It’s Pride month. Time to celebrate being your kinky, queer self! It is also the time of year for a deluge of rainbow-colored ads targeting queer folks, people proclaiming their ally-ship, and conservative media talking about the downfall of the American family. So, let’s talk about all of these.
Pride, first and foremost, is a form of activism. It is a chance to loudly proclaim “We’re QUEER! We’re HERE!” Queer folks have (and still are) pushed out of the mainstream considerations for representation in media, science, and education. We are targeted by policies aiming to silence us and make our love and lives illegal. Even though we have made progress, we are a very long way from equality.
However, like many (if not all) activist movements, our language and events have been co-opted by corporations to make a buck. Our language of liberation has been subverted so conservatives argue they are the ones silenced and oppressed (doing this from their syndicated television show where they make millions of dollars off of arguing they have been ‘silenced.’)
Every year I argue we need to get back to the activism behind Pride. To make it an event to challenge the status quo. To push for policies and representation which is advantageous to our communities. To get back to our radical, queer selves.
Here are my suggestions on how to do that.
To look at advertising in June would be to believe Absolute Vodka, Budwiser, Target, Etsy, and more are the biggest supporters of gay rights. They slap rainbows on everything, put some cheeky phrases into their marketing, and find a cute young gay couple to paste up in their ads.
The reality is, we are big money! Even bigger money are “allies” who want to support “gay-friendly” businesses to show how “woke” they are. Most of these companies with rainbow/love is love /pride stuff could care less about how queer folks are treated after June 30 passes.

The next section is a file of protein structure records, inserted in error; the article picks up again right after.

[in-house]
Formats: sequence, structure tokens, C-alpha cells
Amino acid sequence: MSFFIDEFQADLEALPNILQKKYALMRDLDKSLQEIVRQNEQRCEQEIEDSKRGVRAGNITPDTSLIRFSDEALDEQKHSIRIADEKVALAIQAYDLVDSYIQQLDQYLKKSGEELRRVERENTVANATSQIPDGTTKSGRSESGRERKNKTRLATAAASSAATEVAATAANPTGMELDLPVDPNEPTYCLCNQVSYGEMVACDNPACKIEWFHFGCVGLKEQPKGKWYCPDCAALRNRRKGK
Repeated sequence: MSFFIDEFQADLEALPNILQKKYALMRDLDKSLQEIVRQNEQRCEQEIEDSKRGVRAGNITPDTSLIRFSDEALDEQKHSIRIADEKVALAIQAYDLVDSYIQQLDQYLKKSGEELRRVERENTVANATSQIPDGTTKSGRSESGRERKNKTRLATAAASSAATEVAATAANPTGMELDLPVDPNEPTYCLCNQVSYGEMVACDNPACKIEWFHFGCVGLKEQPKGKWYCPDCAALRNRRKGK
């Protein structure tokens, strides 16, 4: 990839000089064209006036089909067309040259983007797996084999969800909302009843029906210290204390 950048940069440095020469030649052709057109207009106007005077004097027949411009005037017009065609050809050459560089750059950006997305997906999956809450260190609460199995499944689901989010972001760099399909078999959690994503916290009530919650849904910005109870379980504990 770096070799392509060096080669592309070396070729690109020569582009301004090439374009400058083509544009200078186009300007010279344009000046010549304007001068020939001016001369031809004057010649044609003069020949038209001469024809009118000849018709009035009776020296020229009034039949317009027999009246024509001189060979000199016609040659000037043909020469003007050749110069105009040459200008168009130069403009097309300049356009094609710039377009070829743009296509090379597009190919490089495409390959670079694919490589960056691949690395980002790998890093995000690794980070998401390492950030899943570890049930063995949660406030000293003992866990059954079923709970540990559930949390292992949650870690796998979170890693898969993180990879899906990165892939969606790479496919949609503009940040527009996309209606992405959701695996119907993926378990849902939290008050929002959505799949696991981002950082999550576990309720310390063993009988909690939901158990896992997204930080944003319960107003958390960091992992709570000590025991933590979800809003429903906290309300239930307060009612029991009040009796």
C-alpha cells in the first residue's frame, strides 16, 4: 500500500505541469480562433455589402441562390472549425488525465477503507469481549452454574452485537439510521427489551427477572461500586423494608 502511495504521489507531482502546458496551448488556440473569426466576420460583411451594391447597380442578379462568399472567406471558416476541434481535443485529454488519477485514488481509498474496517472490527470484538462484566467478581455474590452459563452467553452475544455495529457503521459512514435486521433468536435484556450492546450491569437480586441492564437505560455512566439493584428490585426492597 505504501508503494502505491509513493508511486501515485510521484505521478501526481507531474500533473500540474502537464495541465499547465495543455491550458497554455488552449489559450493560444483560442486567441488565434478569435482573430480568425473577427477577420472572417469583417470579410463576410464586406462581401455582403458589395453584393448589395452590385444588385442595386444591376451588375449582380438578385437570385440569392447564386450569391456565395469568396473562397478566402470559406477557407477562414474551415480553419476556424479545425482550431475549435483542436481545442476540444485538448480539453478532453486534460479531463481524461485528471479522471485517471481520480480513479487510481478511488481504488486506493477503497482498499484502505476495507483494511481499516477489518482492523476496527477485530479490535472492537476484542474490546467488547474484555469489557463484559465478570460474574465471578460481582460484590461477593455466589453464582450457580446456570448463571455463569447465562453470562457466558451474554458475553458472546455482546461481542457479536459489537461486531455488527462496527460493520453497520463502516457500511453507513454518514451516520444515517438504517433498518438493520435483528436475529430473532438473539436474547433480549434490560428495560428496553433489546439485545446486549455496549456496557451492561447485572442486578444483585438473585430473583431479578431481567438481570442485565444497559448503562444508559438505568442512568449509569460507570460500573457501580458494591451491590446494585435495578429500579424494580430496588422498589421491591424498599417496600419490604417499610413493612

What does an LGBTQ+ supportive company actually look like:
They have explicit non-discrimination policies about sex, gender, sexual orientation, ability, religion, race, ethnicity, and class.
They actively work to include people of different genders, sexes, sexual orientations, abilities, religions, races, ethnicities, and classes.
Their HR policies reflect values of incorporation (e.g., allowing trans/GNC employees to use their name and not their government name, they have sensitivity readers for their advertising and policies, their Board and C-suite members reflect a diverse group of people).
They go beyond the minimum legal requirements to make the workplace accessible to people of all abilities.
Their political statements and contributions match their statements of support and inclusion of a diverse workforce.
They include “mental health” as a reason for taking a sick day.
I am like many of you and fall for the occasional rainbow pride product (see this dildo). Its not the end of the world if you want rainbow/LGBTQ+ products. Just try to buy from actual queer folks and queer companies.
BTW… Sephora is one company who deserves a big shout-out to in advancing equality in the workplace. Not only do they include gay and trans folks in their ad campaigns, they actively work to educate the campaign staff about LGBTQ issues. They have a very healthy approach to work-life balance. They offer living wages in San Francisco (remarkable!). So, if you are looking for a place to buy make-up, body glitter, and more this pride month, check them out!
People love to declare themselves allies of the LGBTQ+ community. However, a self-declaration of allyship is like giving yourself a nickname- it doesn’t really count. If your queer friends have said you are an ally, cool. If not, you may be an ally in name only.
What does an ally look like:
They speak up about LGBTQ+ issues even when it is not winning them political points.
They defend LGBTQ+ folks when there are not other queer folks around to hear them.
They actively work to include ALL bodies (trans, queer, disabled, BIPOC) in their work, their reading lists, their viewing, and their lives.
They understand that their freedom and liberation is bound up with ours.